Hillary Clinton, whose husband was declared the first black President by a prominent black woman, declared that the solution to this injustice lies in the sisterhood. Is she not aware that it was a jury of six women that let the killer go free? That it was a female judge who returned his gun to him? Did she not know that Angela Corey is a woman? And was the divine intercessor portrayed by that woman (more Mary than the Virgin herself), sitting next to George Zimmerman, too sublime for her? And why are men to blame? Do I smell 2016?

If it weren’t for the term post-racial, this would not have happened. No prejudice or addiction is ever post. After every advance, complacency sets in but the evil of ignorance and hate is always lurking around. The Martin family sought refuge in church and Morgan Freeman narrated a TV series about a future where computers can hack into the human mind. I couldn’t help wondering, what if he was also thinking of all the people throughout history hacked from the pulpit and converted into slaves. The mental chains are said to be unbreakable and to see the real first black President struggle to free himself is truly a Mobius experience. There is no way out…but some have broken free.

Ping Pong serve

Ping Pong Utopia

Ping-Pong is the name of the greatest game in the world but contrary to popular opinion, it is not onomatopoetic. The name does not suggest the sound it imitates…nor does it hint at the eloquence of the game. But it’s a much catchier moniker than wiff-waff (the sound of parchment paddles in 1882). It’s hard to imagine the moment Nixon met Mao 100 years later, as pad-dap pad-dap diplomacy but that’s the sound of the game.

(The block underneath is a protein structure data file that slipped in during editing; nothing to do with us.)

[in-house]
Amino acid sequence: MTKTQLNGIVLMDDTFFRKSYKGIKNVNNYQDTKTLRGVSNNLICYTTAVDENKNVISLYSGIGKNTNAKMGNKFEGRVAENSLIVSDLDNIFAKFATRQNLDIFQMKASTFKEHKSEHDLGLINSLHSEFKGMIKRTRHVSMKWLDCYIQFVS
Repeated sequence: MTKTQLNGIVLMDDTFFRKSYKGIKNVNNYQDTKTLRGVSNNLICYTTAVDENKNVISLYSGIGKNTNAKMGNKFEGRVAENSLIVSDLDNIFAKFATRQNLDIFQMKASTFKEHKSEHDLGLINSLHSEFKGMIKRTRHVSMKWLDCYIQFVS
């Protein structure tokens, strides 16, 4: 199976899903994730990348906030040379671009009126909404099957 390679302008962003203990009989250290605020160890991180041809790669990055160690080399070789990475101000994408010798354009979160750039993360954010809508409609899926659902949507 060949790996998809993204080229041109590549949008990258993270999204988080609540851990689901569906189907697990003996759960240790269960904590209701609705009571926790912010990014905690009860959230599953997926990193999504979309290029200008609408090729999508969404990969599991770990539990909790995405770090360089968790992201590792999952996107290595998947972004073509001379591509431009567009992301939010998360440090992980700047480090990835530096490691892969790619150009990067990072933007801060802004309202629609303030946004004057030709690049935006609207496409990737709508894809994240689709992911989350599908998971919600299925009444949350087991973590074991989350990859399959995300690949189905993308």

In 1920 long after the name Ping-Pong was already in popular use, Parker Brothers bought it. Establishments avoided paying royalties by coming up with an abundance of puns, paronomasias and nick names such as King Pong, Paddle Pong, Ball Ping Hammer and so on. To the official body, Table Tennis implied a Wimbledon pedigree. Protocol was the intent but the implication that ping pong players would rather be playing tennis was the message.

There are those who believe ping pong is named after a Chinese man and the proprietary pride Asians have for the game adds substance to that notion. At present, the Chinese dominate and that’s a big deal because the whole world plays it. Expense is no excuse (as in skiing, sailing and golf). Dedication (as in running, soccer and basketball) is what it takes to own a game that has more to do with merit than money.